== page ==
Second job ideas...?

drhcnip

Distinguished Member
Hiya all

Seriously having to consider taking on a second income somehow, even if it's just in the short term to get me back on an even keel - been crippled financially since my wife's death and need to sort something out beyond my current teacher's income and it's starting to affect my mental health again.

Anyone got experience of taking on an additional job? If so, what works? Obviously there's the delivery driver route with JE, Deliveroo, Hermes, Amazon etc but wanted to see if the great AVF hive mind had any other ideas/suggestions...

Cheers
 

Buzzcrow

Well-known Member
My son is a music teacher, and he has been playing in wedding/function bands for years earning extra income. Of course Covid has hit them hard, but the bookings are starting to pick up again and the good thing about being in a live performing band is all the gigs are paid cash in hand, and they are not cheap.

Working behind a bar in a pub can be good fun and good for socialising with the people who come in for a drink. Wishing you good luck and happiness, mate, whatever you choose to do.
 
D

Deleted member 498601

Guest
Depending on where you live and how fit/ healthy you are, you could apply to become an on-call firefighter or maybe a part time PCSO.
 

drhcnip

Distinguished Member
aye, that's the lines i'm thinking of - was just wondering what people's experiences were

i could go down the tutoring route but i think i need something less of a busman's holiday...;)
 

KyleS1

Distinguished Member
Depending on where you live and how fit/ healthy you are, you could apply to become an on-call firefighter or maybe a part time PCSO.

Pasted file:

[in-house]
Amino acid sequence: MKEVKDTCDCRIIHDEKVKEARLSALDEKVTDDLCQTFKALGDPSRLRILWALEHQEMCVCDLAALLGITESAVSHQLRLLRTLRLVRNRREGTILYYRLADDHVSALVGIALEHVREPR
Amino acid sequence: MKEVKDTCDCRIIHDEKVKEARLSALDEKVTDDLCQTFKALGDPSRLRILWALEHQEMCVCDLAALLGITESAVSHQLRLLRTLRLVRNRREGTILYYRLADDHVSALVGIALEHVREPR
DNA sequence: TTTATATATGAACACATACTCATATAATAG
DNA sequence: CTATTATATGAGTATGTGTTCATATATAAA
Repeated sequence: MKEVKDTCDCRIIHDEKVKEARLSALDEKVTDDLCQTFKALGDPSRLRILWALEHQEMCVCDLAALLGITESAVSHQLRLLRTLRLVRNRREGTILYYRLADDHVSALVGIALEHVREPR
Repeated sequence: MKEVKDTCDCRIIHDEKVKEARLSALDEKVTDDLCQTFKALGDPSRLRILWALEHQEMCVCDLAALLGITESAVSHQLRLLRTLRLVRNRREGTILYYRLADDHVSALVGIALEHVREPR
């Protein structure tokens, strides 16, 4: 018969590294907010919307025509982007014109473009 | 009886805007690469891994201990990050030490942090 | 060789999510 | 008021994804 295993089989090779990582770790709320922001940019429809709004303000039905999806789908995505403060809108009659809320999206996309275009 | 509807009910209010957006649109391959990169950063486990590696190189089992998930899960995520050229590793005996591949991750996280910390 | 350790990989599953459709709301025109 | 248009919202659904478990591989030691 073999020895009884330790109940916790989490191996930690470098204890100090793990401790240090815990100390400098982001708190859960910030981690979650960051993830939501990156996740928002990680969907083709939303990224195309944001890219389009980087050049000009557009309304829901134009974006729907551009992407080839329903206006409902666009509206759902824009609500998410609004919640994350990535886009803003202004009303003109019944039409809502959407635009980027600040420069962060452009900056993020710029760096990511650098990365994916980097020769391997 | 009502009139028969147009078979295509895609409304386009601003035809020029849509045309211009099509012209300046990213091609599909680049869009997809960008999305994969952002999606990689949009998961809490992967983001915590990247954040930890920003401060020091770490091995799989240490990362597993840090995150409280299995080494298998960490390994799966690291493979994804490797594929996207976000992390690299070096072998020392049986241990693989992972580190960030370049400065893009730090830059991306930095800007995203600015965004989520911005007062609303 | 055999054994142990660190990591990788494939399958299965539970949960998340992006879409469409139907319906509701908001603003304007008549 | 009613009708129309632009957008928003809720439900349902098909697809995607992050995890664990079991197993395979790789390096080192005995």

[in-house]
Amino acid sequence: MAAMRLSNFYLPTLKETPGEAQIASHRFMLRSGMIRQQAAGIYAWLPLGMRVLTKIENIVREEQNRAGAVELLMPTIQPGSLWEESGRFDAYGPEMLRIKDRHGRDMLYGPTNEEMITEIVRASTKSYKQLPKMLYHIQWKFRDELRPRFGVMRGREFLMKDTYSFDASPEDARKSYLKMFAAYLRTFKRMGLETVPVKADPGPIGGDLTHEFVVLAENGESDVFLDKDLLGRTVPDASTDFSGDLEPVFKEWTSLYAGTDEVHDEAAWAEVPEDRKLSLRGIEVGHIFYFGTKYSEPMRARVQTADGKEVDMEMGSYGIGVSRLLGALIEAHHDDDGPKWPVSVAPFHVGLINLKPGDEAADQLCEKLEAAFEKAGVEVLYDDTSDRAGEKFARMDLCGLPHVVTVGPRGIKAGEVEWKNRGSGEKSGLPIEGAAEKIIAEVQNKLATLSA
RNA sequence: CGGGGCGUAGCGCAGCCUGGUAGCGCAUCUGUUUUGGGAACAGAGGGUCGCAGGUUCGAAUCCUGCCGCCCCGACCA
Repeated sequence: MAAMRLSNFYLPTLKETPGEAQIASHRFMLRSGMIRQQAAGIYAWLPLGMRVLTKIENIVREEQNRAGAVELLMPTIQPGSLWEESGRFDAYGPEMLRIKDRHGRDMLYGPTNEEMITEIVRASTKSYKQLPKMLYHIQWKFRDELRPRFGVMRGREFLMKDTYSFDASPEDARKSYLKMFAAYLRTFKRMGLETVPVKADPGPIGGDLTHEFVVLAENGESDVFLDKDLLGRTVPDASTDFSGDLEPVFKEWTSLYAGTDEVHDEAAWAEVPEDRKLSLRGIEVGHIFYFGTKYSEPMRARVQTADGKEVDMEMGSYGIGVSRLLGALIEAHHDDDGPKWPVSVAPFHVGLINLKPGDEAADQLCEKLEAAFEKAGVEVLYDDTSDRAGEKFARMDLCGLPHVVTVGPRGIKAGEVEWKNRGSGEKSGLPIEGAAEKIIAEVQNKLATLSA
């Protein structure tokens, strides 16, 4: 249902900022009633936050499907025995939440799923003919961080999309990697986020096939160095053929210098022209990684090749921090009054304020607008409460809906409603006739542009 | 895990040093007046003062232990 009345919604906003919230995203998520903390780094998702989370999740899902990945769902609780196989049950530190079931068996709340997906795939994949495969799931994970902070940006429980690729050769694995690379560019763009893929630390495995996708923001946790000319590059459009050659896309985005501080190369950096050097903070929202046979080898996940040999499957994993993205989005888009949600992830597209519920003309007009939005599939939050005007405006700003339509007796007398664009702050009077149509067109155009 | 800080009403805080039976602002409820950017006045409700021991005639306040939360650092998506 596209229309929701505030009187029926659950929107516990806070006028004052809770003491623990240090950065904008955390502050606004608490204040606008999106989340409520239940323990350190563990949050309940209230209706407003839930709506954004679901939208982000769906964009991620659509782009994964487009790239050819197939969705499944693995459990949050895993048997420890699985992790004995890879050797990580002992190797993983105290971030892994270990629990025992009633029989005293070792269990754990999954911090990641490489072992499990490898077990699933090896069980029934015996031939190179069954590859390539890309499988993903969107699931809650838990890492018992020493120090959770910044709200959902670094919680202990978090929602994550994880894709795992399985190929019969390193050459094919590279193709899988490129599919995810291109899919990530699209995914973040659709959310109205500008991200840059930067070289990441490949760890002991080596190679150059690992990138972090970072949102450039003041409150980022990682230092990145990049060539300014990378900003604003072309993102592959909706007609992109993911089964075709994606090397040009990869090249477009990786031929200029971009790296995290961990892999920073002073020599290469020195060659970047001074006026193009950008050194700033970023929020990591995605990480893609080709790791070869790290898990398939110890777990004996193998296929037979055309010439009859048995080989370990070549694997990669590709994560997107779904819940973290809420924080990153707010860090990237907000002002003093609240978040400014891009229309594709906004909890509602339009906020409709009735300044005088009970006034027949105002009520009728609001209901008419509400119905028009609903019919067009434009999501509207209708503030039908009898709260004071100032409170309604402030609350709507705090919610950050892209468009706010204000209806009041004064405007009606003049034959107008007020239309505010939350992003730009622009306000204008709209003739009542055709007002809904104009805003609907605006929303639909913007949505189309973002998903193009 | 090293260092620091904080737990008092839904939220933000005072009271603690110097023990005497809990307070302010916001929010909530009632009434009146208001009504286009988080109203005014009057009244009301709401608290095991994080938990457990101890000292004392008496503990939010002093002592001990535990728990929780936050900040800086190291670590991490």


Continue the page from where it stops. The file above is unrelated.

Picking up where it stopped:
Out of curiosity, what does an on/call fire fighter get paid?
 

KyleS1

Distinguished Member
After tax/ pension, on a quiet month, less than £350 P/m. A busy month is about £450
How often do you get called out?
I looked into joining the fire service many times but there were never any recruitment drives. On call sounds ideal.
 
D

Deleted member 498601

Guest
How often do you get called out?
I looked into joining the fire service many times but there were never any recruitment drives. On call sounds ideal.

I live in a fairly quiet rural area, I get called out as little as once every 5 weeks (my longest stint in 2 years with no shouts) or as often as 3 time in one night (which has happened twice). It really does vary unpredictably (as you'd imagine), but to average it out roughly, I'd say one shout a week seems right. I provide evening and weekend cover, but my alerter goes off probably every two/three days during the day when I'm not on the run.

Going back to money - if my alerter sounds, I go to the station, but don't go on the fire appliance (they may be up to 18 people on call during the night, and only 6 max can go on one appliance), I'll get a £4 payment for turning in.

When actually working on a job, the pay rate is £14. To be on call (i.e. fit for work and within 5 minutes of the fire station) is 51p an hour.

As with most public sector work, it isn't exactly pop stars wages! :laugh:
 

RebelScum

Well-known Member
Bear in mind additional jobs are taxed at BR as presumably all your allowances are used up by your main job. Depending on the type of second job, it may be a lot of hours (and maybe expense) for a relatively small return. I know that’s still better than nothing, but it’s things like that you also need to consider.